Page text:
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The Internal Revenue Service ruled Thursday that the split-off of Hughes Electronics from General Motors, a decision needed for Hughes' proposed $26 billion merger with EchoStar, would be tax-free for federal income-tax purposes.

The IRS move was the first of three crucial OKs the merging companies need from regulators in Washington, D.C. GM, Hughes - parent of DirecTV - and EchoStar are seeking regulatory clearances and approvals from the Department of Justice and the Federal Communications Commission for their proposed transaction.

In a statement, EchoStar said it's pleased with the IRS ruling. "EchoStar and Hughes continue to be fully engaged with the DOJ and the FCC in their merger review process. We remain confident that we will receive approvals from the FCC and DOJ and close the transaction by end of the year," the company said.

This week, Hughes and DirecTV sent FCC staff data on subscribers - and whether they live in rural areas served by the National Rural Telecommunications Cooperative or by the satellite TV provider itself. The data also contained information on payments to retailers. In addition, EchoStar sent FCC staff subscriber data on a zip code basis.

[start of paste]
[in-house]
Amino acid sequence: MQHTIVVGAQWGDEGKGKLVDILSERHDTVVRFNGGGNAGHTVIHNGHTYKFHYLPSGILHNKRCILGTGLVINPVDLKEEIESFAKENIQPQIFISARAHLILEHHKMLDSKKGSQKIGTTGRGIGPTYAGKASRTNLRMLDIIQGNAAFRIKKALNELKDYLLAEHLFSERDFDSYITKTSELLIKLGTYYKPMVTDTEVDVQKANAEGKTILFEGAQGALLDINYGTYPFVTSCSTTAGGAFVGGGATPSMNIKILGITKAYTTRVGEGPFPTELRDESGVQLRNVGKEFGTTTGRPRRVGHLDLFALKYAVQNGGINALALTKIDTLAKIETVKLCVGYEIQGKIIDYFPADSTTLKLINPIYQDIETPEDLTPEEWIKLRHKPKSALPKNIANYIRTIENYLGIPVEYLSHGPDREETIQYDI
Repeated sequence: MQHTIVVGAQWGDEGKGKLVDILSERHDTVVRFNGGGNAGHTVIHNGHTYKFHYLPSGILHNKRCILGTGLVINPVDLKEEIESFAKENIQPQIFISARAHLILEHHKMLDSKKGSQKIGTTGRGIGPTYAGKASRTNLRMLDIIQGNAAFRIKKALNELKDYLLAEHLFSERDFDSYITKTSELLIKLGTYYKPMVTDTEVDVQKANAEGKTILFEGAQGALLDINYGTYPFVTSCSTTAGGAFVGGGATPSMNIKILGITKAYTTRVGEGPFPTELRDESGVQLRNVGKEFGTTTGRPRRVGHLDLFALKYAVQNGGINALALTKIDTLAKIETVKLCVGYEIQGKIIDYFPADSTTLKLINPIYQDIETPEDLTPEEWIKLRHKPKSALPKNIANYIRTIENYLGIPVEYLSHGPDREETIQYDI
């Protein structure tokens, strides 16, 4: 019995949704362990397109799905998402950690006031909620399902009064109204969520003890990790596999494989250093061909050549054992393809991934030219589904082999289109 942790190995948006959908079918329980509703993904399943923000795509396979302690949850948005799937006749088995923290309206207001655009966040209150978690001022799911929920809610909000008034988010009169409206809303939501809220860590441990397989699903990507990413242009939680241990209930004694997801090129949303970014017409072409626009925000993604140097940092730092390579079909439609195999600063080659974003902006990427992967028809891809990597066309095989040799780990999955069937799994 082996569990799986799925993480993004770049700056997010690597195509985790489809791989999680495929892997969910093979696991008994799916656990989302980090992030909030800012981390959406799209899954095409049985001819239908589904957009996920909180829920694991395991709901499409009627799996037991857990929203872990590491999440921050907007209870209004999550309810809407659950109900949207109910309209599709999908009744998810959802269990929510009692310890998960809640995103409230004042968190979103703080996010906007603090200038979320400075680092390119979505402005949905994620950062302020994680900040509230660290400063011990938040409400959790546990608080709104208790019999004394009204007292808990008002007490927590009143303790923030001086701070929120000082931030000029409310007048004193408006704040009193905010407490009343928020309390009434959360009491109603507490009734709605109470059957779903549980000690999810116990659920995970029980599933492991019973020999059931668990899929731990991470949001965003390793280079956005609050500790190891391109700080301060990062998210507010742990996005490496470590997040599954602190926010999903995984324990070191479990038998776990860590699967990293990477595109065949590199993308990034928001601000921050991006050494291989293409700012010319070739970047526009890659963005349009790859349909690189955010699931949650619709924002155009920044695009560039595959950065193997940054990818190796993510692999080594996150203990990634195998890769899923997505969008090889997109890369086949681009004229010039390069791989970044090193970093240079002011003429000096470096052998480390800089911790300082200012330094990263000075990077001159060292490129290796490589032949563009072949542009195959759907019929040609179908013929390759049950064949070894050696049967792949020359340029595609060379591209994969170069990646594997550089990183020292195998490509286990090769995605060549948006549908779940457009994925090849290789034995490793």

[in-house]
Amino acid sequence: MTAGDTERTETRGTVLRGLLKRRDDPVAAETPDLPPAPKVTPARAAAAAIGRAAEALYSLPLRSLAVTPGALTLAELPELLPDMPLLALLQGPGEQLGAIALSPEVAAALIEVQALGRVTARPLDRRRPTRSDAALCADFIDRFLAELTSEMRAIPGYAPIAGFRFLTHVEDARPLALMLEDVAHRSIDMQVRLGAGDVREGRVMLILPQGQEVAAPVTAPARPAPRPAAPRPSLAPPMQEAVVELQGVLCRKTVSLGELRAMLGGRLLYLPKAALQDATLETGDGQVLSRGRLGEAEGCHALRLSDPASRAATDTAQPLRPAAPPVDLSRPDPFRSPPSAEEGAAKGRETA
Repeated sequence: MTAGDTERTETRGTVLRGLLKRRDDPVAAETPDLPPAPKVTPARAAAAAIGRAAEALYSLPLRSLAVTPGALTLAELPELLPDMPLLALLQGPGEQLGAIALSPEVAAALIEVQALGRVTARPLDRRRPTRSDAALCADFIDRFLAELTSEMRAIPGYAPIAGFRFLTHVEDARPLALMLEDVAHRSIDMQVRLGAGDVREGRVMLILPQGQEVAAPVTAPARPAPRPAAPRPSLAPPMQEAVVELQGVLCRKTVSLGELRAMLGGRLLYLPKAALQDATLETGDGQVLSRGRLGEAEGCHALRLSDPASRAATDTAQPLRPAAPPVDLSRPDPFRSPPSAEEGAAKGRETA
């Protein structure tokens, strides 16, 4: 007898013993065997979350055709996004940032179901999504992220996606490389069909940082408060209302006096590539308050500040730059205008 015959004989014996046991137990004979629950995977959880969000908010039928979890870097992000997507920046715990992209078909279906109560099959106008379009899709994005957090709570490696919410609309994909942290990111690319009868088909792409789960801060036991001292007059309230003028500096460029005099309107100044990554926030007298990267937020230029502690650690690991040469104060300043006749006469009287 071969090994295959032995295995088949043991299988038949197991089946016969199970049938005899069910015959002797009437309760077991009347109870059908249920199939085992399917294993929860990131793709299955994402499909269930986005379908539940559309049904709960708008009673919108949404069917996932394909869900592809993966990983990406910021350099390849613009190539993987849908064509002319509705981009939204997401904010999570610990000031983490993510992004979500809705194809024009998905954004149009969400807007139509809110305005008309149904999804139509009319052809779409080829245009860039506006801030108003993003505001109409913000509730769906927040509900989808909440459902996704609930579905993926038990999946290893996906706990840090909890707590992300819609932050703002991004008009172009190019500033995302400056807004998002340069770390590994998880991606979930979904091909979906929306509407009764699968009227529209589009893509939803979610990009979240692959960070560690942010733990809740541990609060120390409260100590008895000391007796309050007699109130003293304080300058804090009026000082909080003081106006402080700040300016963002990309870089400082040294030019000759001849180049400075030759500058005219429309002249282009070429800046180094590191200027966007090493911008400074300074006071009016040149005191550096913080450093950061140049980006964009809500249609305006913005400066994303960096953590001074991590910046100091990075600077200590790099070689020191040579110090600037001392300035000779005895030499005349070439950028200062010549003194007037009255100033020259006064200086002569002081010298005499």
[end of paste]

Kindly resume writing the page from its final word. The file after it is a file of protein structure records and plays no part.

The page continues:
Specifics of the data were not available, kept confidential by the agencies and companies in an effort to keep sensitive business/competitive information from going public. The data provided was generally listed in separate filings Hughes and EchoStar made at the commission.

Hughes and GM said they are in the process of preparing materials to be distributed to GM and GMH stockholders seeking approval for the transaction, and to EchoStar stockholders for their information.

From SkyReport (Used with Permission)
 
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